That's the good news.
Revenues, however were slightly weaker than what Wall Street soothsayers were expecting, coming in at $230 million, verses their expectations of $231.6 million. The company's stock got punished, falling 6.8 percent to $24.42 a share at the close.
That's the bad news.
John Chen, Sybase's CEO, says he's baffled by the street's reaction, given that revenues overall were up 18 percent over the same period last year and the company's growth driver ? mobile software ? rose by double digits.
Sybase is making a big bet on mobile, with its most recent move including a $397 million cash acquisition of Mobile 365 last November, according to a report in The Street.com. With that deal, Sybase got into the mobile messaging service business and racked up $31 million in messaging revenue during its first full quarter, as it sent over 17 billion messages across its Sybase 365 network.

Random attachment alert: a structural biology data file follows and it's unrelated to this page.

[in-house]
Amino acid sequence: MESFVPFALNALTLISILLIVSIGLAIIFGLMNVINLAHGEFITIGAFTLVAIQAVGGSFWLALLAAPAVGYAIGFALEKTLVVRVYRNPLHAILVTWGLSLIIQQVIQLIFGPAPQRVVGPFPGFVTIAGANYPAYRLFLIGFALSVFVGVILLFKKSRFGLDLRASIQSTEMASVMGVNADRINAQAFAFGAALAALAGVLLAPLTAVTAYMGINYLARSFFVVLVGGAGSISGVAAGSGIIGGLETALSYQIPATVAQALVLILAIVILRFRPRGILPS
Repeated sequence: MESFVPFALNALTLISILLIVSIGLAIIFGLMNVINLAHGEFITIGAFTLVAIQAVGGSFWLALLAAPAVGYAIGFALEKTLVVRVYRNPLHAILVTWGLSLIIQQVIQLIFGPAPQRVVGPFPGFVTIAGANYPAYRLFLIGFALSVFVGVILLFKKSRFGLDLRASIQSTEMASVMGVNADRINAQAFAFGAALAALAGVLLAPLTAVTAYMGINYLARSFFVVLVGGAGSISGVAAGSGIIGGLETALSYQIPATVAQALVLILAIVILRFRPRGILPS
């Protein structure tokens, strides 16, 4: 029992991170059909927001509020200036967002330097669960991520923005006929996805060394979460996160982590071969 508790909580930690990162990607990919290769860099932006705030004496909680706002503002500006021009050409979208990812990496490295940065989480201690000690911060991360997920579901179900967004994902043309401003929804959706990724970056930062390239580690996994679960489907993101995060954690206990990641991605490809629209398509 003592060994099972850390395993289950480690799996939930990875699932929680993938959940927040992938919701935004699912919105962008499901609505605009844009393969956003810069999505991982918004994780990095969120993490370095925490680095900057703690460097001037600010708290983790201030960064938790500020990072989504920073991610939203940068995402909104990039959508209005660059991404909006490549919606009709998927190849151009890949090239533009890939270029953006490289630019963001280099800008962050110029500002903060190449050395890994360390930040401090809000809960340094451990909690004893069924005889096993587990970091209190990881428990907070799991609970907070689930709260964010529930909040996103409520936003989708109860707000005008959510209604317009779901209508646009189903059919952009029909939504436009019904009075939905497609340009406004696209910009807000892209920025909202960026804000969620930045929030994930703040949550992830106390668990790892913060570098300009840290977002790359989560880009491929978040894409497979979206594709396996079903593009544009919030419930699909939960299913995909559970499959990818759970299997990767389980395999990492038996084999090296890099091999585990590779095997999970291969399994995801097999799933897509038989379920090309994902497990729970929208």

But analysts say the whole messaging industry is experiencing tremendous volume and growth and the real key for Sybase, as well as others, will be to keep their pricing from undergoing commoditization.
Chen says he's walking into this industry with his "eyes wide open" and he has a few strategies up his proverbial sleeve to offset pricing pressures. One strategy calls for leveraging other Sybase businesses, such as its analytics platform, to deliver more mobile services than its competitors.
And over the next five years, he hopes to have his mobile business account for half of Sybase's total revenues. Currently, 25 percent comes from mobile and remainder from its database business.
In the next three to five years, Chen says he'll know if his strategy to link the two pillars of his business is working. The countdown has begun.